MOSS 2007 Checkout



  • Checkout



  • For those of us with no idea what that picture is meant to be (like me), some text from you would be helpful...



  • The error says "this file must be checked out first" but the command which generated the error is the command to check out the file.



  • Heh.  Reminds me of VB6's similar error: When you tried to execute

    Dim SomeThing As AnObject
    SomeThing = New AnObject

    It would tell you that "Object variable or with block not set", meaning that SomeThing = Nothing.  Well of course it does!  That's why I'm setting it to a New AnObject!



  • could it that that you can't check out item.File because item needs to be checked out?  I've never used SQL so I'm just guessing.



  • @Albatross said:

    Heh.  Reminds me of VB6's similar error: When you tried to execute

    Dim SomeThing As AnObject
    SomeThing = New AnObject

    It would tell you that "Object variable or with block not set", meaning that SomeThing = Nothing.  Well of course it does!  That's why I'm setting it to a New AnObject!

     This is a WTF only until you know that there is something called "Default Property" in VB6. Practically what happens is that VB is trying to call AnObject.[Default] (or whatever) method, since you have forgot to use Set keyword.

     This causes indeed lots of head banging if you have to write both vb6 & vb.net, since in .net you do not have to Set object variables.
     



  • @sirhegel said:

    @Albatross said:

    Heh.  Reminds me of VB6's similar error: When you tried to execute

    Dim SomeThing As AnObject
    SomeThing = New AnObject

    It would tell you that "Object variable or with block not set", meaning that SomeThing = Nothing.  Well of course it does!  That's why I'm setting it to a New AnObject!

     This is a WTF only until you know that there is something called "Default Property" in VB6. Practically what happens is that VB is trying to call AnObject.[Default] (or whatever) method, since you have forgot to use Set keyword.

     This causes indeed lots of head banging if you have to write both vb6 & vb.net, since in .net you do not have to Set object variables.
     

    Even if there is no default property, you have to remember that NEW actually runs code in the constructor.  This can happen in VB.Old, C, and all .Net languages. The problem with this is that declaration is fine as it just reserves the memory, instantiation on the other hand can try to create other objects or whatever.  You never know what the object is trying to do under the hood.  So all your NEWs should be considered error prone, wrap then in a Try Catch (or vb's On error).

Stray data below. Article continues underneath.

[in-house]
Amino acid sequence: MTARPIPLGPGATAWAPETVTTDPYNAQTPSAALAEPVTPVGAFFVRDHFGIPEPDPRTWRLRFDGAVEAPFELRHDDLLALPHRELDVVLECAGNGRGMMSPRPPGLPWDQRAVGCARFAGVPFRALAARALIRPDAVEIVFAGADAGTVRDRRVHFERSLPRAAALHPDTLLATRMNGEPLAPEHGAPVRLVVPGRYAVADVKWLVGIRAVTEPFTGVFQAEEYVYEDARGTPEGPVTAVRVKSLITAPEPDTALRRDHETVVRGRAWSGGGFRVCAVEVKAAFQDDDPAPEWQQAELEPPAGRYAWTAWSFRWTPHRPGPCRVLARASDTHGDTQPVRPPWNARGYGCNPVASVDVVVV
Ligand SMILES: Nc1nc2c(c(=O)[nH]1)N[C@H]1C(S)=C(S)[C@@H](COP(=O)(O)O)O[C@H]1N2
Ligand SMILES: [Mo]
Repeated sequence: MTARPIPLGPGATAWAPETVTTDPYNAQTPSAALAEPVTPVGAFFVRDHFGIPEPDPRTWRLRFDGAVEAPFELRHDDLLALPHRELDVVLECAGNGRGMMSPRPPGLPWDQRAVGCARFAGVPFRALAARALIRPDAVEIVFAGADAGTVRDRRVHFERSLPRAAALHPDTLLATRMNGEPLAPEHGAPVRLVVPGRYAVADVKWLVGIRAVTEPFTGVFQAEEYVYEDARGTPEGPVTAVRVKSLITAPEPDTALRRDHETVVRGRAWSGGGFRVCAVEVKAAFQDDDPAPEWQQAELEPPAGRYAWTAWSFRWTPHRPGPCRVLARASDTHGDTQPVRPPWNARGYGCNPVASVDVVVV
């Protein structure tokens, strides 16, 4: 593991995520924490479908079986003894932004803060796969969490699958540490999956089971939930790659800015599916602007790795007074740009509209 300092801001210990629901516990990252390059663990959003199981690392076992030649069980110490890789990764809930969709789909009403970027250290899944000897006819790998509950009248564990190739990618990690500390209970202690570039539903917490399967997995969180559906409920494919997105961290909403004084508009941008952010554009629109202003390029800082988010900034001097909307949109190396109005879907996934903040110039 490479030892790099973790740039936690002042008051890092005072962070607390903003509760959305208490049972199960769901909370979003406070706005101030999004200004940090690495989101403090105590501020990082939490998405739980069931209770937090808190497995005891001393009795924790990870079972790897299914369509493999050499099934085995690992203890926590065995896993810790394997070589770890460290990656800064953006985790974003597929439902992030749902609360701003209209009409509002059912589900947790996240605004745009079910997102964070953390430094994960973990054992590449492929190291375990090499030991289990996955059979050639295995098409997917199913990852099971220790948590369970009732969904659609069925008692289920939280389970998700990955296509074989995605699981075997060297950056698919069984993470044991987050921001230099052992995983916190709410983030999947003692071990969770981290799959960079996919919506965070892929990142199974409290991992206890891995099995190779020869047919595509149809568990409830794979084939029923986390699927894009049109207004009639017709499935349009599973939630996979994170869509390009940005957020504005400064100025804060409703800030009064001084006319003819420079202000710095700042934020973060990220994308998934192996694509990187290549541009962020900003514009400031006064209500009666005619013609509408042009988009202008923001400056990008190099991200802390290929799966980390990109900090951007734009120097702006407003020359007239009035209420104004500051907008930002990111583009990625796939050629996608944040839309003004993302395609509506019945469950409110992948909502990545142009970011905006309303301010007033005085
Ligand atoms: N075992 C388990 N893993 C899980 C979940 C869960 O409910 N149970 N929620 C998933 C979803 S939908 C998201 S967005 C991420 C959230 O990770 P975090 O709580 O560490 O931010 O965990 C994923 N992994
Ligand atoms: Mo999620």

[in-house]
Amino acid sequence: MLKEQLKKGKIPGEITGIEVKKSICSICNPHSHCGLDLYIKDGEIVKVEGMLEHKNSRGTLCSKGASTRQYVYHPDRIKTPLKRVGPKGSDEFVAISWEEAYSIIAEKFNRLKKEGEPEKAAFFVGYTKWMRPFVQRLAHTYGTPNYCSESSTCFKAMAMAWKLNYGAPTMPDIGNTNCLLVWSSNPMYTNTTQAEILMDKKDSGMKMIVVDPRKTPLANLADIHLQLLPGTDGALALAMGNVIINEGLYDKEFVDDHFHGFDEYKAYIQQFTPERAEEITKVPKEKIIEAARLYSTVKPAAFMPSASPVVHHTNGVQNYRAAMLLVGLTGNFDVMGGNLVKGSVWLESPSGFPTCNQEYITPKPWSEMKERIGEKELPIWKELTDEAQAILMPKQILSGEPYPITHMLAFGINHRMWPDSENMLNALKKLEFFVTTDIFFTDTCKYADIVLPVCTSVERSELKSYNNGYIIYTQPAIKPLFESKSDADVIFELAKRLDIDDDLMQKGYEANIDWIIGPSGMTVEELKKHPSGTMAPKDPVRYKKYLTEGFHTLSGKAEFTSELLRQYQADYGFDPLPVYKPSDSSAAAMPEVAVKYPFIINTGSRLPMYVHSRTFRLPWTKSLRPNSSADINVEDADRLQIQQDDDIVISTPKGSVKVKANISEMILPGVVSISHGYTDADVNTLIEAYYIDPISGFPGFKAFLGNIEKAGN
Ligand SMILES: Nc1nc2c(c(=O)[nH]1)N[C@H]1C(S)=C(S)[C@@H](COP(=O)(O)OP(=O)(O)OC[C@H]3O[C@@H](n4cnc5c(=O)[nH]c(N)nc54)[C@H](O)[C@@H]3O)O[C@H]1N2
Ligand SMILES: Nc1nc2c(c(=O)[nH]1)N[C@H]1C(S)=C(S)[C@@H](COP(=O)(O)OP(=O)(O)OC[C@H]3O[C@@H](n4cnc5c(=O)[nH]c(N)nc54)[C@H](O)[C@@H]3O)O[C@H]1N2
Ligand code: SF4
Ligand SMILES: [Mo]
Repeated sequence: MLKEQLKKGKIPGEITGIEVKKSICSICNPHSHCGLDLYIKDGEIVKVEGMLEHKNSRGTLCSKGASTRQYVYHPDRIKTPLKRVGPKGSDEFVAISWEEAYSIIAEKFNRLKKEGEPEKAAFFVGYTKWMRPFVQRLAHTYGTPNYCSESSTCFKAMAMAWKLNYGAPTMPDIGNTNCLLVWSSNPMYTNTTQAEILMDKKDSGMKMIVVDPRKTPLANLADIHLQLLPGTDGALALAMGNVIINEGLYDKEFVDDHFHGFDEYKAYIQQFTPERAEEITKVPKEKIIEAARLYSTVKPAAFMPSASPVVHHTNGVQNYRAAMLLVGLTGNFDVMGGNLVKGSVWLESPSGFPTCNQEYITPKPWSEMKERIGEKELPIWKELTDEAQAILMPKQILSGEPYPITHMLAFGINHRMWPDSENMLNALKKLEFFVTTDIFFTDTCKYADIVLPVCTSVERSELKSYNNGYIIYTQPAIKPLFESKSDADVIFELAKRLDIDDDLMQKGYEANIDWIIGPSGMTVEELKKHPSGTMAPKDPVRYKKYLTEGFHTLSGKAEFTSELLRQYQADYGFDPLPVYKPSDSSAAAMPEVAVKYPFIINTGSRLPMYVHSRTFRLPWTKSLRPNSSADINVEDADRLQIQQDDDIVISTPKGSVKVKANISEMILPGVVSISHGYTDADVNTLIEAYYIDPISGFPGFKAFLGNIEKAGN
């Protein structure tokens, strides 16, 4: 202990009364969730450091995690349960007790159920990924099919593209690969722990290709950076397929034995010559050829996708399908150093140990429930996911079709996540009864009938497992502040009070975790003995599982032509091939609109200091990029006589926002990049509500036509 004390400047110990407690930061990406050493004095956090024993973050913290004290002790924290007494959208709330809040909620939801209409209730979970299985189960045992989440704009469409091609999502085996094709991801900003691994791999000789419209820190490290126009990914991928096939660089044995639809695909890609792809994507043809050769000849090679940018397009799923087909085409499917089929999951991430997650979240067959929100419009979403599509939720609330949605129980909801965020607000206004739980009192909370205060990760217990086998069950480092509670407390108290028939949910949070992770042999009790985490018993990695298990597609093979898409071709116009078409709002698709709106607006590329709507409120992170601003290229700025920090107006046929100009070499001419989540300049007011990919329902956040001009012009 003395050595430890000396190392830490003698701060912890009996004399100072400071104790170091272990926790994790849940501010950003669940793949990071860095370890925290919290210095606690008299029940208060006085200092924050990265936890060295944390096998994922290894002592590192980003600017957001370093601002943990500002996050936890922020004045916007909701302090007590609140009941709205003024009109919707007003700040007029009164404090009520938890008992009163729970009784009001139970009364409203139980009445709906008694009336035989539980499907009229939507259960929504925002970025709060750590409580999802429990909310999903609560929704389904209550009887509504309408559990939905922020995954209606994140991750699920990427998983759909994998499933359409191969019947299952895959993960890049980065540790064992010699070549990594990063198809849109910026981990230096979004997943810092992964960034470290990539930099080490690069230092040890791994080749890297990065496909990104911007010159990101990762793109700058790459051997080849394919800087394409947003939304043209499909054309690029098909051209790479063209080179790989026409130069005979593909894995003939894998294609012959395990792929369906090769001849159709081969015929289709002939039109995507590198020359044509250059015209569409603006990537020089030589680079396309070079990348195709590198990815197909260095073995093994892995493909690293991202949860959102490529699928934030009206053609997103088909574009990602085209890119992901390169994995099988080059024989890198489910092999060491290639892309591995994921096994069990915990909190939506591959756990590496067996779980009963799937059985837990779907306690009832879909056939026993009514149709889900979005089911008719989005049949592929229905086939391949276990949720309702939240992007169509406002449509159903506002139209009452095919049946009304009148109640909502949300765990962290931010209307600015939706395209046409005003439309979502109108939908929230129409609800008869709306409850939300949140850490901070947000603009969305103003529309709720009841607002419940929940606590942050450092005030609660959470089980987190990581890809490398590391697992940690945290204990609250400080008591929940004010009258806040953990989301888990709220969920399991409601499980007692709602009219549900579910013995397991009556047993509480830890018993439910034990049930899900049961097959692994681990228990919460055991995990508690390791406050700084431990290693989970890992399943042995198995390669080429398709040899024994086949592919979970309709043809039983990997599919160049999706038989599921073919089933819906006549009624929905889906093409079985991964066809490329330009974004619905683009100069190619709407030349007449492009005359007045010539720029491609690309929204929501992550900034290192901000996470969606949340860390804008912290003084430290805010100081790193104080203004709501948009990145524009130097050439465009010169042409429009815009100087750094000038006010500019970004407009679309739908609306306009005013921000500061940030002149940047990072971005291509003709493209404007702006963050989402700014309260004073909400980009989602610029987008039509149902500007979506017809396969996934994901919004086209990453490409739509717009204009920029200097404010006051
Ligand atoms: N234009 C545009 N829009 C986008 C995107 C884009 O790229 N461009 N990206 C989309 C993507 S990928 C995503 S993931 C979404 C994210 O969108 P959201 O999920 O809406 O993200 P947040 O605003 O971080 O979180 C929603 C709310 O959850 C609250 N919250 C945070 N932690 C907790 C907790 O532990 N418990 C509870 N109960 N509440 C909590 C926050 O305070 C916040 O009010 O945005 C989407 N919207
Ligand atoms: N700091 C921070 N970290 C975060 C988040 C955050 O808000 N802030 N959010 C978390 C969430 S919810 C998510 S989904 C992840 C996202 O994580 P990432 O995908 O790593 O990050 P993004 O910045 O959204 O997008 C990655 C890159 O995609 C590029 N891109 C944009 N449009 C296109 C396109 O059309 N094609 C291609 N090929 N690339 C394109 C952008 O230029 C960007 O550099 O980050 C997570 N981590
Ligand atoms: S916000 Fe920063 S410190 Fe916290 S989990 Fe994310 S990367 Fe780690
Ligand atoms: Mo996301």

This is just one reason why I always have my declaration and instantiation on two separate lines rather then put them all on one. 



  • Try/Catch on New

    @KattMan said:

    Even if there is no default property, you have to remember that NEW actually runs code in the constructor.  This can happen in VB.Old, C, and all .Net languages. The problem with this is that declaration is fine as it just reserves the memory, instantiation on the other hand can try to create other objects or whatever.  You never know what the object is trying to do under the hood.  So all your NEWs should be considered error prone, wrap then in a Try Catch (or vb's On error).

    This is just one reason why I always have my declaration and instantiation on two separate lines rather then put them all on one. 

     What you are suggesting sounds dangerously close to this coding style:

    Dim builder As StringBuilder
    Try
        builder = New StringBuilder
    Catch ex As Exception
        'Error occured
    End Try

    ...

    builder.Append("String")

    If your code looks anything like this please stop.  It hides the original (helpful) exception and replaces it with either undefined behavior or a null reference exception somewhere else.  If you are not sure if the constructor can throw an exception, read the code/documentation.  Putting Try/Catches around random parts of your code because they may be "error prone" does not work.  If there is a specific exception that you want to handle then by all means use a catch, but otherwise you should be letting the exception pass back to the calling function.


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